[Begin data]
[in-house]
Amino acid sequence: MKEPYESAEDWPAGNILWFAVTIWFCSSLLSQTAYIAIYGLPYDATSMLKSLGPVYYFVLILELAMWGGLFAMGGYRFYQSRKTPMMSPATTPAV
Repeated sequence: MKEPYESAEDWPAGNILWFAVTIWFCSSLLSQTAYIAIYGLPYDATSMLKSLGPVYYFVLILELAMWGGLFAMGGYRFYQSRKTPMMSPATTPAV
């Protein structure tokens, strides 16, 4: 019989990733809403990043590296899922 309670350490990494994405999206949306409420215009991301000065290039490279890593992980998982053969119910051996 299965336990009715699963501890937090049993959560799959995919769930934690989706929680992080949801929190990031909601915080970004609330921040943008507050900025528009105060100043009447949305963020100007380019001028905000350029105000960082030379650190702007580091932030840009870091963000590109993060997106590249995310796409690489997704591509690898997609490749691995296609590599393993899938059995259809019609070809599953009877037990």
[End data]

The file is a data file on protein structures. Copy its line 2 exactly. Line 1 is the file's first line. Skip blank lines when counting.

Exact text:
Amino acid sequence: MKEPYESAEDWPAGNILWFAVTIWFCSSLLSQTAYIAIYGLPYDATSMLKSLGPVYYFVLILELAMWGGLFAMGGYRFYQSRKTPMMSPATTPAV